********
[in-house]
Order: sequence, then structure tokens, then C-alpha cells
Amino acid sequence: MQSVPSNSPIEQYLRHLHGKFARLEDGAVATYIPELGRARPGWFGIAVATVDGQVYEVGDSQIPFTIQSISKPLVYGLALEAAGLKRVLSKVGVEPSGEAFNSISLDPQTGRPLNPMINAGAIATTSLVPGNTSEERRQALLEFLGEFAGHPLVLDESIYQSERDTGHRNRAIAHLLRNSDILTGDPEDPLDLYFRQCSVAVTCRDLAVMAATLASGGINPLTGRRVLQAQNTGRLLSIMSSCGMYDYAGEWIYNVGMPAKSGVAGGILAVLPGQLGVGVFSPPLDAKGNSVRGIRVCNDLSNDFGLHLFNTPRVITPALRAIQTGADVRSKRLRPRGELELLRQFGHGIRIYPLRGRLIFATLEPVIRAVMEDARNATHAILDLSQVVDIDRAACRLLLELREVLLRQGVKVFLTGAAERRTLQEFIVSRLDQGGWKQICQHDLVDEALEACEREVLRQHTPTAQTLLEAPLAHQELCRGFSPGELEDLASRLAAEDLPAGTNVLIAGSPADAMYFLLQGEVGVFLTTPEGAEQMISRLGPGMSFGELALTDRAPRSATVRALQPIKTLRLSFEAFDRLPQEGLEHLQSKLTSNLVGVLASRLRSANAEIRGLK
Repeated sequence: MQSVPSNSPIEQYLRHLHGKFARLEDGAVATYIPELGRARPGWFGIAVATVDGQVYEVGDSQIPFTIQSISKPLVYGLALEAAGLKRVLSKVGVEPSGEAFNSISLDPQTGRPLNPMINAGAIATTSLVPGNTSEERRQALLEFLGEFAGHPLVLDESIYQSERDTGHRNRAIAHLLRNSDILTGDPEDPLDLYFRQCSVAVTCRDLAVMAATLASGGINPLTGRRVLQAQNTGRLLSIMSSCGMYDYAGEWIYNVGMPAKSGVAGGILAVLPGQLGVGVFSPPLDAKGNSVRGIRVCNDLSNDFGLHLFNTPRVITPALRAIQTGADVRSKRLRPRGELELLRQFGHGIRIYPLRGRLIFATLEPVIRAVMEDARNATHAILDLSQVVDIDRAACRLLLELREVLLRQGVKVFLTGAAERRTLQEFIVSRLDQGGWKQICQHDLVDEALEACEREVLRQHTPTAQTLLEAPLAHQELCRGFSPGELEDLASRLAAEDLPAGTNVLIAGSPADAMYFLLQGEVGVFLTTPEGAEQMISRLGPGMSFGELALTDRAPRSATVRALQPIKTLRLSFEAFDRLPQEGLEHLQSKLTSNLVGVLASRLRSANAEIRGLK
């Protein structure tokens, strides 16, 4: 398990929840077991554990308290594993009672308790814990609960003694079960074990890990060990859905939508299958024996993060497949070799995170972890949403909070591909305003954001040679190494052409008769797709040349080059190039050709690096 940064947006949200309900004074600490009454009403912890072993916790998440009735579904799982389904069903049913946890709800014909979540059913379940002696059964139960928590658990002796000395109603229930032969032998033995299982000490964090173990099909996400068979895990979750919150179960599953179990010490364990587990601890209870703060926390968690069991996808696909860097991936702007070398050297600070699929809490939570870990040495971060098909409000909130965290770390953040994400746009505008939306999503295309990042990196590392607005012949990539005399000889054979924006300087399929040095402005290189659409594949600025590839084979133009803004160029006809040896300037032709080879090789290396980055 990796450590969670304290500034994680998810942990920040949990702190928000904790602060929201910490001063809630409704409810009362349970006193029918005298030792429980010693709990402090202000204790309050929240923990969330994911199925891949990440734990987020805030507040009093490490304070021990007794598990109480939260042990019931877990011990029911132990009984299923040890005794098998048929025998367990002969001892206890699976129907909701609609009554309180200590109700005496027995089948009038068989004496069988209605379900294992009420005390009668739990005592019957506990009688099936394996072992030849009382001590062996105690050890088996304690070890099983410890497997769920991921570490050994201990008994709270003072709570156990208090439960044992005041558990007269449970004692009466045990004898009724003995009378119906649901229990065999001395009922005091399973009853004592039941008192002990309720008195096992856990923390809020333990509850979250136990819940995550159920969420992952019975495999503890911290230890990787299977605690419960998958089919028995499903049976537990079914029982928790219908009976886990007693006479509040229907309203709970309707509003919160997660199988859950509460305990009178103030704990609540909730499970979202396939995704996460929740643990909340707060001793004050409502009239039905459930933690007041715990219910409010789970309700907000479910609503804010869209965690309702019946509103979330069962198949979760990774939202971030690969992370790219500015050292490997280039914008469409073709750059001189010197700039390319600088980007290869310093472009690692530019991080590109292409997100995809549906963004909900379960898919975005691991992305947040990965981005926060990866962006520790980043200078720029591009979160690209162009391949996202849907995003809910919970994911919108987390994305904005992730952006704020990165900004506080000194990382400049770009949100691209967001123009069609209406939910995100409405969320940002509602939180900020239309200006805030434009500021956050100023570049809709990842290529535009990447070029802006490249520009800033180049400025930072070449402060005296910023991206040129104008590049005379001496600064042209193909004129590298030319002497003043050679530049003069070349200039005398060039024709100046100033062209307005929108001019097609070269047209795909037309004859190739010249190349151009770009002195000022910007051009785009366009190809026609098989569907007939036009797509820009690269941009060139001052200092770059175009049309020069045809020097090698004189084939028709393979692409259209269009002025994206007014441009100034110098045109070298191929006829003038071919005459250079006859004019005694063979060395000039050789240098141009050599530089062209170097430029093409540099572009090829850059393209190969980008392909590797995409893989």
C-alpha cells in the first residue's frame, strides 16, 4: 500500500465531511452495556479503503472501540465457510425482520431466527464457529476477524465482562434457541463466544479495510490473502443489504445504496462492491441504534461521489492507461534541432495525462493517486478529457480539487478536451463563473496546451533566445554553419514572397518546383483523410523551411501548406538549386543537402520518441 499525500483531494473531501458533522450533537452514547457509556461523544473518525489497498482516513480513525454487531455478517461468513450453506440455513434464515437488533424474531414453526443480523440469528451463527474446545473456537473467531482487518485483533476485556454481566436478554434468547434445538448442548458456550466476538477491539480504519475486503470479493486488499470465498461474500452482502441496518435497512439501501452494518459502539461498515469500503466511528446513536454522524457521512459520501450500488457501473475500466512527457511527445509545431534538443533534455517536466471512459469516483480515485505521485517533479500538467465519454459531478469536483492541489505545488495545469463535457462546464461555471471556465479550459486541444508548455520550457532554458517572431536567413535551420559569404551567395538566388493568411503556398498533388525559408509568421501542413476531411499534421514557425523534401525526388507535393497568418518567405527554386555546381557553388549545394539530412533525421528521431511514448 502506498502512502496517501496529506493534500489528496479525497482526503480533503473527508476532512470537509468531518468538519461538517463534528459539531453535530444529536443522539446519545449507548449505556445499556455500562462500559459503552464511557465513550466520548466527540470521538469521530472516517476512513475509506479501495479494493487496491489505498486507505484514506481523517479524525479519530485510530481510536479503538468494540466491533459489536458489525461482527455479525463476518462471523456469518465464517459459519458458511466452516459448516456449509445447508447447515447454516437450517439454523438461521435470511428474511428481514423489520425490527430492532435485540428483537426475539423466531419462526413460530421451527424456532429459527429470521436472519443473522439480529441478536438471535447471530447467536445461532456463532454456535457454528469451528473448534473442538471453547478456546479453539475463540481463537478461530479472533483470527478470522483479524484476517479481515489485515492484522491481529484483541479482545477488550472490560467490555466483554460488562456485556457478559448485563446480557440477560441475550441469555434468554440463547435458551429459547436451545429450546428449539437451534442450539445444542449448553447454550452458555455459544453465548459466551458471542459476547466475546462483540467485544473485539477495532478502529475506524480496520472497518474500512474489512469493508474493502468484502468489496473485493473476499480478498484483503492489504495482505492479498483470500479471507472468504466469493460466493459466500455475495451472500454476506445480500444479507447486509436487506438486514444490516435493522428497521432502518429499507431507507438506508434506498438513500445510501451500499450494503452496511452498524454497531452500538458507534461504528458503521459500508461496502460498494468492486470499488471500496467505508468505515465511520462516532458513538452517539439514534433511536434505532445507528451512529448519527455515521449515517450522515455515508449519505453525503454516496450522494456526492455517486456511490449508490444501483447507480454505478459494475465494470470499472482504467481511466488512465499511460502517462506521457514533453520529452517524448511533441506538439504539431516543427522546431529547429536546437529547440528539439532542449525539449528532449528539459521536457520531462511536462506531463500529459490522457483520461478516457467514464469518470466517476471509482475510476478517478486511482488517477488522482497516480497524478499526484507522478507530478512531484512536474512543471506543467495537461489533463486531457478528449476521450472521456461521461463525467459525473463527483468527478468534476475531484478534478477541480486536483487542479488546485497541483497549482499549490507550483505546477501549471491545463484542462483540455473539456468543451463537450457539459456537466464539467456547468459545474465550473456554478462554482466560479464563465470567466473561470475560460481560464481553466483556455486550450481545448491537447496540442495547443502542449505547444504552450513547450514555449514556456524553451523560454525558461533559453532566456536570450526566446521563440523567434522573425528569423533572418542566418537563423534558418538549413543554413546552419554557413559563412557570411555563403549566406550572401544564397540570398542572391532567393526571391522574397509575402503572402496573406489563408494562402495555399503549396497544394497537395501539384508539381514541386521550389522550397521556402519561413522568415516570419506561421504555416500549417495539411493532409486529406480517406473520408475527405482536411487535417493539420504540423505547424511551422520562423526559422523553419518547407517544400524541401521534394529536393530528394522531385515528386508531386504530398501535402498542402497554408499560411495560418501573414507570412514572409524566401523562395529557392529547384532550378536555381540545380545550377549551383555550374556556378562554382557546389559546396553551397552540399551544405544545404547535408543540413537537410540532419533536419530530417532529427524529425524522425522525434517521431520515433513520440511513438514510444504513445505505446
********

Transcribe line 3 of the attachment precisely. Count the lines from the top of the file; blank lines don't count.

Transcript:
Amino acid sequence: MQSVPSNSPIEQYLRHLHGKFARLEDGAVATYIPELGRARPGWFGIAVATVDGQVYEVGDSQIPFTIQSISKPLVYGLALEAAGLKRVLSKVGVEPSGEAFNSISLDPQTGRPLNPMINAGAIATTSLVPGNTSEERRQALLEFLGEFAGHPLVLDESIYQSERDTGHRNRAIAHLLRNSDILTGDPEDPLDLYFRQCSVAVTCRDLAVMAATLASGGINPLTGRRVLQAQNTGRLLSIMSSCGMYDYAGEWIYNVGMPAKSGVAGGILAVLPGQLGVGVFSPPLDAKGNSVRGIRVCNDLSNDFGLHLFNTPRVITPALRAIQTGADVRSKRLRPRGELELLRQFGHGIRIYPLRGRLIFATLEPVIRAVMEDARNATHAILDLSQVVDIDRAACRLLLELREVLLRQGVKVFLTGAAERRTLQEFIVSRLDQGGWKQICQHDLVDEALEACEREVLRQHTPTAQTLLEAPLAHQELCRGFSPGELEDLASRLAAEDLPAGTNVLIAGSPADAMYFLLQGEVGVFLTTPEGAEQMISRLGPGMSFGELALTDRAPRSATVRALQPIKTLRLSFEAFDRLPQEGLEHLQSKLTSNLVGVLASRLRSANAEIRGLK